Every industry related to construction/physical work is highly regulated in terms of safety, except for entertainment. We often feel like those rules don’t apply to us, but they very much do. OSHA is ramping up its stance on entertainment safety, and it’s high time. I have noticed more and more touring companies coming through with hard hat requirements. A show coming up at the Erwin will require all riggers to wear hard hats. It is important to note that a hard hat is not for the sole purpose of protecting your head from falling objects. Ever been hit in the head with a board or pipe someone was carrying as they turned around? I’ve seen guys have their temples busted open from getting slammed with a piece. Wearing a hard hat is not about how much you mistrust the people around you or above, it’s about protecting your extremely valuable head. “Nerdy” looks be damned. It’s a job not a fashion show.
There are many jobs where a hard hat is not required, and that is ok. We need to be aware of hard hats and their usefulness during large jobs such as Dell World, big road shows with lots of cases/things flying, and, of course, at the Erwin Center.
For us tall people, I have found a hard hat to be invaluable as my natural height puts my head closer to objects I have to duck to avoid. There have been a few occasions during installs where I have been crawling around in an unfamiliar ceiling and my head found the obstruction before my eyes did. Due to wearing a hard hat, I didn’t injure myself, just my pride. In the instance of Ballroom A at the ACC, I know a few riggers who have caught a roofing nail, scraping their head enough to draw blood. A hardhat in this instance completely eliminates that risk or even the minor annoyance of being occasionally poked in the head by a sharp object, which speaks to the scenario of making work more comfortable. Remember, it isn’t about how awesome you are or how long people have been doing it; it’s about eliminating risk and injury.
Without eyes to see with, our job is impossible. Drilling, cutting, grinding, and other fun particle related activities must be accompanied by the proper eye protection. A metal or wood splinter flying into your eyes can result in something minor as a single-day annoyance or as major as a lifelong diability. Putting on a pair of safety glasses is the easiest, fastest form of PPE and it is of paramount importance. Before conducting a particle related task, take 2 seconds and put on a pair of safety glasses. If you know a piece of overhead scenery has excess sawdust inside of it and will fall out of it upon removal, go get some safety glasses. If you are asked to do a task requiring grinding, go get the facemask. All the major theaters in town carry these amenities, and we need to be on top of asking for them before engaging in a particle related activity.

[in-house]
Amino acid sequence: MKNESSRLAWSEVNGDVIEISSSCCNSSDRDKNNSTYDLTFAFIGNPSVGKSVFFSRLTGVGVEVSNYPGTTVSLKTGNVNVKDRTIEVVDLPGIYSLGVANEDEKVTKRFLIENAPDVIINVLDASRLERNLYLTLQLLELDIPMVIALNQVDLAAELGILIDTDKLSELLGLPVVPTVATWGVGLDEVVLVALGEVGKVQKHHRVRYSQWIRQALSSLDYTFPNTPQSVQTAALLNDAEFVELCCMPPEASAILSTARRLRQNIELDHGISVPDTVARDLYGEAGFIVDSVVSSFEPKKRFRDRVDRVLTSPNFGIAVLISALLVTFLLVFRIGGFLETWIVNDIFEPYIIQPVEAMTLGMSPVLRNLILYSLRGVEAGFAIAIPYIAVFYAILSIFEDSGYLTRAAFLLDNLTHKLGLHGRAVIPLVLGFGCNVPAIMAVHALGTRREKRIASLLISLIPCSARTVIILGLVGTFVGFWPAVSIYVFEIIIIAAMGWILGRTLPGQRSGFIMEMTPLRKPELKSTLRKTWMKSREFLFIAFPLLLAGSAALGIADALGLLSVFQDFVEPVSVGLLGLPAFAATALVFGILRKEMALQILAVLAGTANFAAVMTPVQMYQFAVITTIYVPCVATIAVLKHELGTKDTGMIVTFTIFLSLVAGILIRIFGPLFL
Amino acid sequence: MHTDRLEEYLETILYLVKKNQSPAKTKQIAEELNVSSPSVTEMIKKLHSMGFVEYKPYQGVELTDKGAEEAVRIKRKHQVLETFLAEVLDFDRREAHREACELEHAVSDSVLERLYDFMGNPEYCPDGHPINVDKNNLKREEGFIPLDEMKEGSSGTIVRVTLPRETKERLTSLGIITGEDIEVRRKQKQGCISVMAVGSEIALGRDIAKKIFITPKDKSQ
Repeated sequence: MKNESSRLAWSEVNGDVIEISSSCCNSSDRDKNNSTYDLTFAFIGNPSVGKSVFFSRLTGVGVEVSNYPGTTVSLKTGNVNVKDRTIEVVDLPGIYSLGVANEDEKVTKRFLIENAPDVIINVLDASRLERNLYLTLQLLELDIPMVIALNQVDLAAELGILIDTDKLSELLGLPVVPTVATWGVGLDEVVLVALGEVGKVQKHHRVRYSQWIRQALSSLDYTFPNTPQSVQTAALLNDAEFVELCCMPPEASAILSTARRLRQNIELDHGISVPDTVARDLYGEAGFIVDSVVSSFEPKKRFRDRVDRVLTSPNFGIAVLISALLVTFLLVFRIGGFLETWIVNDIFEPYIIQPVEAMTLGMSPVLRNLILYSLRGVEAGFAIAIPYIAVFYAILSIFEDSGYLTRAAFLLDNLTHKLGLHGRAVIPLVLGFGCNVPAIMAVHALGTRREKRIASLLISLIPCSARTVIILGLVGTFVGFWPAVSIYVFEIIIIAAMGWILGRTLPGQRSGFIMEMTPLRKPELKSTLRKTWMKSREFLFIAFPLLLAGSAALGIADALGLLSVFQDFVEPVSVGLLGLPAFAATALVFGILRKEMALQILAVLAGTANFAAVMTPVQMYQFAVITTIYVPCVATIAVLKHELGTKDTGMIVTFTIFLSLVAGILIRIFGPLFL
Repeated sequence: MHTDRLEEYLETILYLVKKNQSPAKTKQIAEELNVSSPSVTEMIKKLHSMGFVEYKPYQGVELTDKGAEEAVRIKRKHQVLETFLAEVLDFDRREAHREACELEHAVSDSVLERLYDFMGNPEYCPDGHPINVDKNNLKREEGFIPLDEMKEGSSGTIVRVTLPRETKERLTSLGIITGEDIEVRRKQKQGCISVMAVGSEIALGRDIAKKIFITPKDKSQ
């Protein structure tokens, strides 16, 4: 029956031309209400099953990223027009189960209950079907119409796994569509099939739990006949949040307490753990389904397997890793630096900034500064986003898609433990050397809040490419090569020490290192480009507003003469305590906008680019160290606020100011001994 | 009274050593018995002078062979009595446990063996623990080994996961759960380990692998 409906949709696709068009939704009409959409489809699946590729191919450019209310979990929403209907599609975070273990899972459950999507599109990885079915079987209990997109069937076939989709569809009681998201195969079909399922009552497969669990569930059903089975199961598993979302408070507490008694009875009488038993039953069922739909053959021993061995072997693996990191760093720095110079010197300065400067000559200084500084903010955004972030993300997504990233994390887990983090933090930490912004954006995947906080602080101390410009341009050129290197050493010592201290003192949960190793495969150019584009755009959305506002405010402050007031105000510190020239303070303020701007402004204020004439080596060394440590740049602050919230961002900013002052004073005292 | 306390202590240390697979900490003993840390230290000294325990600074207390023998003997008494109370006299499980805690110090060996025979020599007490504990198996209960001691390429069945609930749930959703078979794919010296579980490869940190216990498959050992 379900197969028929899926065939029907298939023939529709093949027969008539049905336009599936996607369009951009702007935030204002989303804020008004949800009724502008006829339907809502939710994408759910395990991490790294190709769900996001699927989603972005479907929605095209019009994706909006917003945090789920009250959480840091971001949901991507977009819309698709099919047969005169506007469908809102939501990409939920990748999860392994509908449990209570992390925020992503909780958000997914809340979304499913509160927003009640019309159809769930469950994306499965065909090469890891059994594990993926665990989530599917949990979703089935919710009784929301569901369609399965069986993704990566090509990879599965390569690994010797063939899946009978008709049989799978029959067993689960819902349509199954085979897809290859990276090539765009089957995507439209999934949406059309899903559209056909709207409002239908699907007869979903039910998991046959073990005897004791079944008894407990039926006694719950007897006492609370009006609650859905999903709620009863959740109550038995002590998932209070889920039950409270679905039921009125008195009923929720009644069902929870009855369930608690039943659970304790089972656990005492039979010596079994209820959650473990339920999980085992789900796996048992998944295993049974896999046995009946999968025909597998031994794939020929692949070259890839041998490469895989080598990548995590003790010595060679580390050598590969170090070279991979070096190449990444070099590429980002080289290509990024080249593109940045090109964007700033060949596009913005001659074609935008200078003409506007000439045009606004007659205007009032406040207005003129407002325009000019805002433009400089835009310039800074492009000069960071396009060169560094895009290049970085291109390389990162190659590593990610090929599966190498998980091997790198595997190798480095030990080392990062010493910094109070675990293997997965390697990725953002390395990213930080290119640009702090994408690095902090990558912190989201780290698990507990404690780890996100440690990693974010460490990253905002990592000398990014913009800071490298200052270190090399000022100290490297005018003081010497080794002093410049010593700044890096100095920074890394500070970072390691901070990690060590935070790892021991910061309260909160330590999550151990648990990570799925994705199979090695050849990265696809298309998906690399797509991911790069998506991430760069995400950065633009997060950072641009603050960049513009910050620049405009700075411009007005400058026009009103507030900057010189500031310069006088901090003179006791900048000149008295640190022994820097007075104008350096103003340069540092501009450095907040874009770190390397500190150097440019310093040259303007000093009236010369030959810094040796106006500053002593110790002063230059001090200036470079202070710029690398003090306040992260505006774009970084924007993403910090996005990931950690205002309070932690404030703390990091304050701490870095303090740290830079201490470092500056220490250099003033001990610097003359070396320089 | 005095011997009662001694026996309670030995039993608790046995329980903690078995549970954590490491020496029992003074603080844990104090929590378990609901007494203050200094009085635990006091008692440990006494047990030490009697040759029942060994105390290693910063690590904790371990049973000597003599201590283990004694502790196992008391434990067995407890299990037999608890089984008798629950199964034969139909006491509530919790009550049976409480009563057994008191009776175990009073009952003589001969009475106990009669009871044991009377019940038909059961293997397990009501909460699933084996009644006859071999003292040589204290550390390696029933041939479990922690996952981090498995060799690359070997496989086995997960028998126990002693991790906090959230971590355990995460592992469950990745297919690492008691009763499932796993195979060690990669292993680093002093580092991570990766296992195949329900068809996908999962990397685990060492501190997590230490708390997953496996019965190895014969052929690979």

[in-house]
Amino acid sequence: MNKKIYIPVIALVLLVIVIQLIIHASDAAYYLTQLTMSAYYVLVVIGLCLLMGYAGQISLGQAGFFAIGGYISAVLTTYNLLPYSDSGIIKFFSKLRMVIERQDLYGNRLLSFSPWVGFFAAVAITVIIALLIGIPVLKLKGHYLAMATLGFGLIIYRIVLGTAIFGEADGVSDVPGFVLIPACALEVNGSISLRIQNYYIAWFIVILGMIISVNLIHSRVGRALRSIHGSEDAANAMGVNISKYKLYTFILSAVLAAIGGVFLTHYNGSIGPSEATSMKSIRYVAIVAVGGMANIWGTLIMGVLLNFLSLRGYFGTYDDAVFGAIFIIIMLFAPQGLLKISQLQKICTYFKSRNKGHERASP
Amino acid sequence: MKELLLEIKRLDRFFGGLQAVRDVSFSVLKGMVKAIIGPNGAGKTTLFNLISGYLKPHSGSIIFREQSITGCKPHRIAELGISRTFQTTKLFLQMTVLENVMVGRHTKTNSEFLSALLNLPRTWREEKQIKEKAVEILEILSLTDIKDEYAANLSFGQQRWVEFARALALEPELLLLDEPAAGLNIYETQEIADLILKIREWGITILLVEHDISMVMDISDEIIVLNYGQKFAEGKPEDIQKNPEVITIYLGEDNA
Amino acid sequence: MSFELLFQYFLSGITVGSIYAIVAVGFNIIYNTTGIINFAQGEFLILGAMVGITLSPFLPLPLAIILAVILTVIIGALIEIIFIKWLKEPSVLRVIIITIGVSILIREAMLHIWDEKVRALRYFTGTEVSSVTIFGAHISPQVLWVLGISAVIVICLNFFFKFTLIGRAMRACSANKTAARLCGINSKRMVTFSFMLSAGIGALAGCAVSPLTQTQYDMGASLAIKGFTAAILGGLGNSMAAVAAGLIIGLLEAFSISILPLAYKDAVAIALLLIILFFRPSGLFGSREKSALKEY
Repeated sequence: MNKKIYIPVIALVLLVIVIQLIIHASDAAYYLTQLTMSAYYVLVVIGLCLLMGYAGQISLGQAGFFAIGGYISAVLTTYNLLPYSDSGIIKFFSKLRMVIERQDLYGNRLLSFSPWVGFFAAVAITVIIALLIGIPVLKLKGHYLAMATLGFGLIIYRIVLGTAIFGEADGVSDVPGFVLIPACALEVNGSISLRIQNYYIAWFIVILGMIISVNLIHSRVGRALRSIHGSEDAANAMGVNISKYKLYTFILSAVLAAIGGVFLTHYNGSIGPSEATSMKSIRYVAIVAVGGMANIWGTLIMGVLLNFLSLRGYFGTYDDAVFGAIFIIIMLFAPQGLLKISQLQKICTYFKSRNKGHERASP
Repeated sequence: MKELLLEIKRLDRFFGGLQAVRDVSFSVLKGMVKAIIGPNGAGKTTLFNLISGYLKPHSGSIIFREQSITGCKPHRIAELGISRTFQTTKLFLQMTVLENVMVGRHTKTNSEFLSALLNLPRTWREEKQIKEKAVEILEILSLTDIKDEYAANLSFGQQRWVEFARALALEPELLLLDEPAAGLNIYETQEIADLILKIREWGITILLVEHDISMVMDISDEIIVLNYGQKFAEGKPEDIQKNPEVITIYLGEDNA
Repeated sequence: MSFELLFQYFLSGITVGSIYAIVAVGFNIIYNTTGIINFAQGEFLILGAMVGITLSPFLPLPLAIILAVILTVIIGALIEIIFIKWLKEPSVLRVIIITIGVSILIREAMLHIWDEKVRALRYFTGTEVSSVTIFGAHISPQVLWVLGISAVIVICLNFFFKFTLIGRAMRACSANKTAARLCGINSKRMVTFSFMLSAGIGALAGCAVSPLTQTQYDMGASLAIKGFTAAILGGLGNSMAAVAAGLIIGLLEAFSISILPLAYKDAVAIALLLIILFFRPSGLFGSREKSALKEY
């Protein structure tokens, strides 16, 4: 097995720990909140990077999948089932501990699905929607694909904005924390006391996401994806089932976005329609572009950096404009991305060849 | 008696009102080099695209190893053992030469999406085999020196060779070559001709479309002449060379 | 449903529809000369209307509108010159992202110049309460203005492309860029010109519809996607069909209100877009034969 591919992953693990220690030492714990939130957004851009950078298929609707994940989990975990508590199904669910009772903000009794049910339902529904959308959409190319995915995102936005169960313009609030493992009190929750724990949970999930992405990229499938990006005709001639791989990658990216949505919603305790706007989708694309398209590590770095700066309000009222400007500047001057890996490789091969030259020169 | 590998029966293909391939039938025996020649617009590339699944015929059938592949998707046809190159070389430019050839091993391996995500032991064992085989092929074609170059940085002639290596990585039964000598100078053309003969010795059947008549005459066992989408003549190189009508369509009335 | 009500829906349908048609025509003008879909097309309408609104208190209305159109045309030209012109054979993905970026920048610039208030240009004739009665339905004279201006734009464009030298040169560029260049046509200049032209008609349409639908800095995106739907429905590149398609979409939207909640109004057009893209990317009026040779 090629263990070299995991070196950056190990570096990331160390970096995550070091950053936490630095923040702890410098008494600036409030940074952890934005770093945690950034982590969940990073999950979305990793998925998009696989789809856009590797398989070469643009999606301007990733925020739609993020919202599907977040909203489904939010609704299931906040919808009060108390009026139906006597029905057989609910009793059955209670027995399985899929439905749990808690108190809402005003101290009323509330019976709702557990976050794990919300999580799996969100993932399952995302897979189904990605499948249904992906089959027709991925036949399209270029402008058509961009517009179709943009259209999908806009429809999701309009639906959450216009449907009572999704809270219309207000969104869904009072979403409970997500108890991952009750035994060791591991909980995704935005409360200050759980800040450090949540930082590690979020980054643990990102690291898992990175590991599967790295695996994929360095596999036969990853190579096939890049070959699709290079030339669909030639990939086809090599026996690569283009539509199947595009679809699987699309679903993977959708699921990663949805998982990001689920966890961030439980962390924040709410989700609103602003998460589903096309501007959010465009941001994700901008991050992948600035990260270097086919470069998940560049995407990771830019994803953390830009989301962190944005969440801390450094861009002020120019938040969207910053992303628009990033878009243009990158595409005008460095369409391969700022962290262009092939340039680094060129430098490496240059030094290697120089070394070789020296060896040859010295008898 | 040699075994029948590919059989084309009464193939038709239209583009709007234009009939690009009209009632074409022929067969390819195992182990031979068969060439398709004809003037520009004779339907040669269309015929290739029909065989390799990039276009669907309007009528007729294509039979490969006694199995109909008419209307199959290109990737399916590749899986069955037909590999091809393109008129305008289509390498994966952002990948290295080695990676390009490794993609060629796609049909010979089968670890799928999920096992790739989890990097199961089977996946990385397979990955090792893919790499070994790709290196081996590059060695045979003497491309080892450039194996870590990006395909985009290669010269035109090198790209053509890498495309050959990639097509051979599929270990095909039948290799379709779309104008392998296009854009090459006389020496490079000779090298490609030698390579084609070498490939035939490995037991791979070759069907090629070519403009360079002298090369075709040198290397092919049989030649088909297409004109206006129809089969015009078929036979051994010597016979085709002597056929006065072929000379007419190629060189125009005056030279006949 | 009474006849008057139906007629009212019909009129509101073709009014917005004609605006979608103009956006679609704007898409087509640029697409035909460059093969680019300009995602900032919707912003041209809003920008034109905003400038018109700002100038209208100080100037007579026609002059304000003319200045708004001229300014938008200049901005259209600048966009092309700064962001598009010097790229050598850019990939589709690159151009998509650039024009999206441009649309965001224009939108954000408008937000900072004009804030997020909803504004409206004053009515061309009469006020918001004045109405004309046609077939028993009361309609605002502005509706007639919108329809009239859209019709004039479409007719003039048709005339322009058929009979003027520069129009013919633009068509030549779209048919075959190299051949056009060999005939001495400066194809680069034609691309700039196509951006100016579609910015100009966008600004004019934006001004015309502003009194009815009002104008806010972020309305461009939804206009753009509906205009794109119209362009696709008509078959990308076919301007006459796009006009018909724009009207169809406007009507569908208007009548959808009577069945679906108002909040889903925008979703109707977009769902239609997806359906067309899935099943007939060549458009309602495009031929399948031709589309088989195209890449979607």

Safety-toe shoes need to be on everyone’s mind the next time they go shopping for a new pair of work shoes. I know there are many common complaints with this type of footwear among stagehands, but technology has eliminated many of those. Gone are the days of cumbersome steel-toed full boots. You can find great aluminum or composite-toe shoes that are styled like athletic shoes and weigh just a little more than a regular shoe. A foot injured by a heavy road case or piece of scenery will put someone out of work for weeks. Don’t let that person be you.
I wrote this article because I hate seeing and hearing about my brothers and sisters getting hurt on the job when the injury could have easily been prevented by a simple and practical solution. In 2015, we have already had 2 deaths in the stage industry. I don’t ever want one of those stories coming out of Austin. My intention is not to be preachy but to raise awareness of things we need to be thinking about.
The industry is modernizing. We shouldn’t be working like it is still the 80’s. Improvements in safety are good for us and our friends and family that care very much about our well being. If you don’t want to do it for yourself, do it for your mother/brother/significant other. Be aware of yourself, be aware of others, and stay vigilant in suggesting ways to make our venues safer, more enjoyable places to do what we love.